Owner Agnes Kravit, a Lithuanian immigrant with a passion for healthy foods, hopes to open the café in the coming months. Photo: Katie Blasl

Sarikopa, an organic coffee and tea shop, will open soon near the Riverside traffic circle, offering free wi-fi, outdoor garden seating and a breakfast and lunch menu.

In addition to hot beverages, the Riverleigh Avenue café will also serve smoothies, fresh juices, milkshakes, frozen slushies and protein shakes. A lunch menu will offer made-to-order paninis, wraps, pastries and daily soups – all organic as well.

A variety of teas will be served alongside coffee, paninis, wraps, smoothies and other organic foods and beverages. Photo: Katie Blasl

A selection of 27 loose teas in labeled jars allows customers to choose and prepare their tea themselves. Flavors include ginger peach, chocolate chai, acai berry and coconut. A separate compartment on top of each jar gives customers the chance to sniff the teas before committing to a flavor.

“My tea-drinking friends came to try them out, and they spent half an hour smelling, looking, trying to pick,” said Kravit, laughing. “Next time they came again, they still could not choose.”

There will be 27 flavors of tea to pick from. Photo: Katie Blasl
There will be 27 flavors of tea to pick from. Photo: Katie Blasl

Fifteen years ago, Kravit emigrated to the United States from Lithuania, where she ran a foreign language school. She opened a home care services company in Westhampton Beach, which she has managed for several years.

Sarikopa will be Kravit’s first venture into running a café. She has spent the past six months transforming a two-story, single-family house on Riverleigh Avenue into her vision of a European coffeeshop.

The building no longer has two floors, but instead features a high, open ceiling with rafter beams criss-crossing above. The walls are painted a bright, soothing yellow. Cubicle-style shelves display a colorful variety of foreign food products, books and magazines, with funky, brightly-painted tea kettles lining the walls.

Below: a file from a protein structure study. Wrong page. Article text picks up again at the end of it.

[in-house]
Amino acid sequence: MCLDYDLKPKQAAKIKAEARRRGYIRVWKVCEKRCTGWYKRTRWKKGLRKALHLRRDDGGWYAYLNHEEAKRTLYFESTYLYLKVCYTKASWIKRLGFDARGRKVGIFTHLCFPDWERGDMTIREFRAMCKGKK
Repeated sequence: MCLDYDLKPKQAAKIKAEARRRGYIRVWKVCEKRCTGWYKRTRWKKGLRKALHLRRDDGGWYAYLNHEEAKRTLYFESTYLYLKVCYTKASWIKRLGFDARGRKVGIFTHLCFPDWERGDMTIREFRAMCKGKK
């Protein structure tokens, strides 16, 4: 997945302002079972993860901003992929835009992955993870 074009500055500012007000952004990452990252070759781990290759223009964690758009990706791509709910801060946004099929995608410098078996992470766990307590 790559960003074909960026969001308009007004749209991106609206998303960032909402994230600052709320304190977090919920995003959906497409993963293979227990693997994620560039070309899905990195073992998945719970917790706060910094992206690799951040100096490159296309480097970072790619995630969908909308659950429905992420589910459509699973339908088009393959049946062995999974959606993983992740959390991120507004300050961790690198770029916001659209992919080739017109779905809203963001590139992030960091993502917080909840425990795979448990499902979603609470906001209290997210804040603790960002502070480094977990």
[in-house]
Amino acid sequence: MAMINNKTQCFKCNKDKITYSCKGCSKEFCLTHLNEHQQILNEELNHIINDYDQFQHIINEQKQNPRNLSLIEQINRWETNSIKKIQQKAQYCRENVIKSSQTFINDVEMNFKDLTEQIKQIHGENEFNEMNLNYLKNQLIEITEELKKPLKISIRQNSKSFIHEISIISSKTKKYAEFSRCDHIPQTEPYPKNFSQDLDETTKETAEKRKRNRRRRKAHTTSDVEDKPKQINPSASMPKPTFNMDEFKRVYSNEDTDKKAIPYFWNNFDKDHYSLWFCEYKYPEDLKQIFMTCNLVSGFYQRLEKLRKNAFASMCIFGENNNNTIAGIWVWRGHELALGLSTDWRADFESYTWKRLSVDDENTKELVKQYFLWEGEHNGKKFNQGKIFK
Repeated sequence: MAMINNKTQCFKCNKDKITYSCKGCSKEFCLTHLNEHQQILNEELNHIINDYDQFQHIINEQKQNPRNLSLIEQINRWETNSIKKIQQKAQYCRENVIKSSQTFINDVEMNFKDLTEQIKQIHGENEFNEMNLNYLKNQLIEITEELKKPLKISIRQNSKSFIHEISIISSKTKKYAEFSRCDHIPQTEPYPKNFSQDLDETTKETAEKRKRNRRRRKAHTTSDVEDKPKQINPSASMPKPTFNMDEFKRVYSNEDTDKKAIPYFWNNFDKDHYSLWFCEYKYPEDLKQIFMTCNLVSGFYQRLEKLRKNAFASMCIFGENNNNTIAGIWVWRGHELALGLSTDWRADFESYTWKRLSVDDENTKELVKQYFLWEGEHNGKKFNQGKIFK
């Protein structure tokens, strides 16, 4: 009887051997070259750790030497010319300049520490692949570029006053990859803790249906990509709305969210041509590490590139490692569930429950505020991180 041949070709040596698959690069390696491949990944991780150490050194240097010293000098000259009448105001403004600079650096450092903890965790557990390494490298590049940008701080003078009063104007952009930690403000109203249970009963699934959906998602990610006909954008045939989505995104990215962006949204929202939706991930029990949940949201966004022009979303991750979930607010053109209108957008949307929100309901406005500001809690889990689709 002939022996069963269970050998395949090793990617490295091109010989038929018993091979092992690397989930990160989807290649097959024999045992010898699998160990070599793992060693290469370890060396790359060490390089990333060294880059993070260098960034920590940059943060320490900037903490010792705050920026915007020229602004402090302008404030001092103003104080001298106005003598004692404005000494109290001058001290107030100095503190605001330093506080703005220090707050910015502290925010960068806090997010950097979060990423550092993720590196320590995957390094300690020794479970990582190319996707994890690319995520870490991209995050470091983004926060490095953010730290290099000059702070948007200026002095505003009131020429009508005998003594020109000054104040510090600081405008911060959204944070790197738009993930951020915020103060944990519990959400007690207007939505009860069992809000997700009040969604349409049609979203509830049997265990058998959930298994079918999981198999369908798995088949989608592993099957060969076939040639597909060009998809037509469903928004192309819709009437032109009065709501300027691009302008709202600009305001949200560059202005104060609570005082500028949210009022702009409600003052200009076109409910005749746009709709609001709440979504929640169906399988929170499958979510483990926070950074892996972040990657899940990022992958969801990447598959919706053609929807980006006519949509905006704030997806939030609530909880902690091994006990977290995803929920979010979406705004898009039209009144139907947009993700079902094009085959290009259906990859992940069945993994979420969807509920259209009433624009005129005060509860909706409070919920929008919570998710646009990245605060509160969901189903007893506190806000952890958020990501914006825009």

Small tables with cushioned chairs are positioned conveniently next to electrical outlets, so that customers can charge their electronic devices. One table even has an iPad mounted to it for public use.

“I wanted this place to be like a warm house,” Kravit explained. “I wanted everybody to feel comfortable.”

Two pear trees grow flat on a frame against the rear of the building. Photo: Katie Blasl

Outdoor seating is available on the house’s wraparound porch. There are also picnic tables and umbrellas on a rear patio. Set back from the noise of the road, the patio is surrounded by bushes, flowers, birdhouses and even two pear trees. Kravit envisions live music there. An organic garden runs along the driveway to the rear parking lot.

“Some people come and ask me, ‘How come you did this place not in Southampton, or East Hampton? How come you are doing it in Riverhead?’” said Kravit, who moved from East Hampton to Riverhead after purchasing the building. “I think Riverhead is deserving of nice places too.”

Siris Barrios, community liaison for Riverside Rediscovered, a community organizing and outreach initiative launched by Riverside master developer Renaissance Downtowns, said she is grateful Kravit decided to set up shop in Riverside.

“We’re super excited, because there isn’t anything like this locally on the Riverside side of the river,” she said.

A definitive opening date for Sarikopa is still a few months away, Kravit said, because she is still wrangling with permits from the Suffolk County Health Department to cook and serve food. But once the health department gives her the all-clear, Kravit says she will be ready to open her doors.

RiverheadLOCAL photos by Katie Blasl




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Katie, winner of the 2016 James Murphy Cub Reporter of the Year award from the L.I. Press Club, is a co-publisher of RiverheadLOCAL. A Riverhead native, she is a 2014 graduate of Stony Brook University. Email Katie